But with estates, you usually must walk into a branch and speak with a banker to get that missing statement or re-issue that 1099. And that can be a pain for an out-of-state executor.

Selling Real Estate

Clean out

Yes, cleaning out the home or apartment is part of the executor’s duties. For an out-of-state executor, this can mean several trips in and out of New York to supervise the clean out.

Closing

source: https-::www.c21redwood.rocks:blog:tag:highland-title

New York is one of the few states where most real estate closings are in-person, with all parties sitting around a table for a few hours.

Yes, it’s sometimes possible to close with an out-of-state executor by signing and FedEx-ing the documents. But if any problems popup (as they often do with estate sales), it’s better to close in-person, so the lawyers can troubleshoot any problems in realtime, and avoid an aborted closing.

Minor stuff (mail forward, etc.)

There are countless small executor tasks to get the home ready for sale. Forwarding the mail, small repairs, returning extra keys, conversations with the super, etc. All much easier to handle with a local, New York executor.

Travel restrictions

travel restrictions

Sometimes an executor simply cannot legally enter the US:

  • Unable to get a visa
  • Immigration problems
  • Quarantine or other travel restrictions

If any of these apply, the heirs may be better off hiring a New York professional executor, rather than a non-New York person.

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E185 How to Name a Bank as Your Executor

E185 How to Name a Bank as Your Executor


Want a professional executor, but prefer an institution such as a bank or trust company? Here’s what to expect.

The application process

Like all other bank interactions, you must complete lots of forms and paperwork. It’s a lot of documentation, it may feel like you’re applying to college all over again.

And just like applying for college, you may feel like you’re applying for acceptance. Banks do not accept all executor nominations, and they have internal committees to decide which estates they will serve.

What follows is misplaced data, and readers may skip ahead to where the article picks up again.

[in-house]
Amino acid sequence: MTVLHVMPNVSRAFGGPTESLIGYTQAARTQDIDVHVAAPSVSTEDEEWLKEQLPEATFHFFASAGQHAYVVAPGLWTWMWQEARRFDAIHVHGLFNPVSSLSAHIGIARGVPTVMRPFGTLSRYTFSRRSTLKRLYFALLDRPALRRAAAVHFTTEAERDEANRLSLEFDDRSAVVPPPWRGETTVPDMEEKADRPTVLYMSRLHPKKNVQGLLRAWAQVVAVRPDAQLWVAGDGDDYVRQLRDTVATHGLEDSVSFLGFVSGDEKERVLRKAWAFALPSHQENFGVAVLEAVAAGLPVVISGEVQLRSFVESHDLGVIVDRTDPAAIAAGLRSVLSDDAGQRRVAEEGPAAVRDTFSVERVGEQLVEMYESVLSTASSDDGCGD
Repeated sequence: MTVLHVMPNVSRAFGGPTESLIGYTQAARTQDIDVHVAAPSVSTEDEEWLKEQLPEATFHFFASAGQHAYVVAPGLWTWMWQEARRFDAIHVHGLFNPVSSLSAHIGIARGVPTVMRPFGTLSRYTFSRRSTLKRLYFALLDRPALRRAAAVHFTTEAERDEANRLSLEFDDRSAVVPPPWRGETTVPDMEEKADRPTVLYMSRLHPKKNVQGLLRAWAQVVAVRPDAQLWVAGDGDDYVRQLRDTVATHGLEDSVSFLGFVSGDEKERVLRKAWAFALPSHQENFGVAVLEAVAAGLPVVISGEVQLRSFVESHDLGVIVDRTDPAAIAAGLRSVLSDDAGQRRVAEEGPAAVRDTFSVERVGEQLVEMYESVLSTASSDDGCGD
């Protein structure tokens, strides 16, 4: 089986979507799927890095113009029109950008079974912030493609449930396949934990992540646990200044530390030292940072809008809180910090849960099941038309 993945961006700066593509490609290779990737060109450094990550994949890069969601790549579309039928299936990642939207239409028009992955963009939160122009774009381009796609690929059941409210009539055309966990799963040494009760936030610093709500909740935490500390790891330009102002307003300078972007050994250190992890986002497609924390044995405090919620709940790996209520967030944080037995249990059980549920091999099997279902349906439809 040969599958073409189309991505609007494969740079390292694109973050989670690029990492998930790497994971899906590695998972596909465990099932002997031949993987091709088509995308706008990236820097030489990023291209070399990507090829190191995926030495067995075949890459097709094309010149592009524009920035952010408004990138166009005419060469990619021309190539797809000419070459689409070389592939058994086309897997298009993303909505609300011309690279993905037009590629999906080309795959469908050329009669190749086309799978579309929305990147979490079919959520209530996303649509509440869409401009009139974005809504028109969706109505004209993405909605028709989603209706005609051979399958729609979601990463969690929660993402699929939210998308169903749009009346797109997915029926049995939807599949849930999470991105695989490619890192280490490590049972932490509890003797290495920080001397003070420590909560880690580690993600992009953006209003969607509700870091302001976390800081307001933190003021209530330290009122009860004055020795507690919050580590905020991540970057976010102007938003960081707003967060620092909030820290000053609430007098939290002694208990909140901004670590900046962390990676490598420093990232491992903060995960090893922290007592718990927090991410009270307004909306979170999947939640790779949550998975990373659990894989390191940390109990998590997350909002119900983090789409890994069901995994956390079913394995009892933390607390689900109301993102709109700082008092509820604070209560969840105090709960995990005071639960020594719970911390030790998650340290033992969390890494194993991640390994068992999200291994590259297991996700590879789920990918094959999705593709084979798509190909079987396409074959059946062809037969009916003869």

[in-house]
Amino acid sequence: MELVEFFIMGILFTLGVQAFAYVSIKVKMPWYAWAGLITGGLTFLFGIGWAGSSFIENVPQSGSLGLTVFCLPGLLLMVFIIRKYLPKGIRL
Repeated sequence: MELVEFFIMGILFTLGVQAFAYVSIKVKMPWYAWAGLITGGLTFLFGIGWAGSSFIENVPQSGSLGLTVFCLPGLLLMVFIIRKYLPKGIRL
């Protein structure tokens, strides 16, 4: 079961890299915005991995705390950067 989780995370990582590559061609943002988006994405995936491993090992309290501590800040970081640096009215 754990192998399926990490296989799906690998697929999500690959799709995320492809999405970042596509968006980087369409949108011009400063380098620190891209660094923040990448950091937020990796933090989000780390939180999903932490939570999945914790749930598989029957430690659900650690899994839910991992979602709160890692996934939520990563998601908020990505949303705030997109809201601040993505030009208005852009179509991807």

Bank minimums

The lowest minimum I’ve seen is $1 million liquid assets, and it usually must be invest with the bank. But more usually the minimum will be in the range of $2-5 million, liquid and invested.

Trusts only

Anecdotally, we’re beginning to hear that banks prefer to accept trustee appointments, and not executorship.

Some financial institutions flat-out reject clients who ask them to serve as executor, even when that client has millions invested with them.

Apparently some banks have acknowledged that being an executor is tough work, and perhaps not worth it for them.

Customer (higher) fees

Most states have laws that set the executor’s compensation. But banks will usually ask you to sign a contract with it’s own fee schedule. Higher fees, of course.

Banks have many advantages (“immortality,” private client perks such as fine dining, tickets, etc.), just be aware of what it entails.

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E183 Did Her Estate Plan Work?

E183 Did Her Estate Plan Work? A Solo Ager Example


Let’s take a look at a real world example of whether a Solo Ager’s estate plan worked towards the end of her life.

Ms.H’s Plan: DIY Will + Professional Executor

Background